Neuroimaging studies. Computerized tomography is the best exam to detect brain calcifications but neuroimaging studies combined with neuropsychological analysis showed that some patients present progressive disturbances of selective attention, declarative memory and verbal perseveration.19

A reduced uptake in striatum bilaterally, the frontal, temporal and parietal cortices was detected through PET in a patient presenting with BGC, hyperkinetic-hypotonic syndrome, impaired cognitive flexibility, figural memory and constructive praxis.19

By contrast, reduced glucose uptake in PET was not only restricted to the left basal ganglia, but also involved the right temporoparietal and the right cerebellar cortices corresponding to the impaired cognitive flexibility, figural, and working memory.20

In another familial study, eight patients were analyzed over 3 generations with IBGC detected on brain CT scan, showing an autosomal dominant mode of inheritance and predominant psychiatric and cognitive impairment, with 3 of these members also undergoing a FDG brain metabolic analysis. Cortical dysfunction might be detected early in patients with idiopathic BGC, suggesting that retrosplenial hypometabolism might be involved in the episodic memory deficit.21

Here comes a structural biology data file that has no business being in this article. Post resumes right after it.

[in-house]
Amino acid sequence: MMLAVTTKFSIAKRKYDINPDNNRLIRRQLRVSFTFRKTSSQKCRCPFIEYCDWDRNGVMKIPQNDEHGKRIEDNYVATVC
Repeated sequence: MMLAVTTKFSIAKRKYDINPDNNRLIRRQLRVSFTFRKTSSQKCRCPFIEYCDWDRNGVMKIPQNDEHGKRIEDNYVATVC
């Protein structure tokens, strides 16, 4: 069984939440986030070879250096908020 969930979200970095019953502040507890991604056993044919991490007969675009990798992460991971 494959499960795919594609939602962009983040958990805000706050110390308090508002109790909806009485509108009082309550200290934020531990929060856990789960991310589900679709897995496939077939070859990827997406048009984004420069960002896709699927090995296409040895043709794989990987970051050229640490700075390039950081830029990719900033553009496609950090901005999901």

A FDG PET brain scan in a 50 year-old man presenting with a 6-month history of personality change and impairment of planning and memory functions showed that significant reductions of glucose metabolism in basal ganglia and frontal lobes, particularly the dorsolateral, orbitofrontal, and ventromedial cortex. No significant hypometabolism was seen in the temporal or parietal cortex.22


Basal ganglia calcification (BGC) in its idiopathic or secondary form is more classically labeled as a subcortical cause of dementia. Cognitive and behavioral findings might also include mood disorders, psychosis, mood swings, with significant impairment on tests of frontal-executive functions, resembling other degenerative diseases with basal ganglia dysfunction.1,2 A marked presence of motor symptoms, especially a rigid hypo-kinetic syndrome, helps to differentiate this condition from other subcortical syndromes.10

Therefore, the calcification process might represent a putative cause for dementia syndromes, suggesting a probable link between calcinosis, the aging process and eventually with neuronal death.6-9

The increasing number of reports available will foster a necessary discussion about cerebral calcinosis and its role in determining symptomatology in dementia patients.


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1.Neuropsychiatric Department - Federal University of Pernambuco (UFPE), Recife PE, Brazil.
2. Neurosurgery Residency Program. Hospital do Servidor Público Estadual de São Paulo, São Paulo SP, Brazil.

Matheus Fernandes de Oliveira
Department of Neurosurgery, Hospital do Servidor Público Estadual de São Paulo
Rua Pedro de Toledo, 1800
04029-000 São Paulo SP - Brazil
E-mail: mafernoliv@yahoo.com.br

Received November 28, 2012.
Accepted in final form February 18, 2013.

Disclosure: The authors report no conflicts of interest.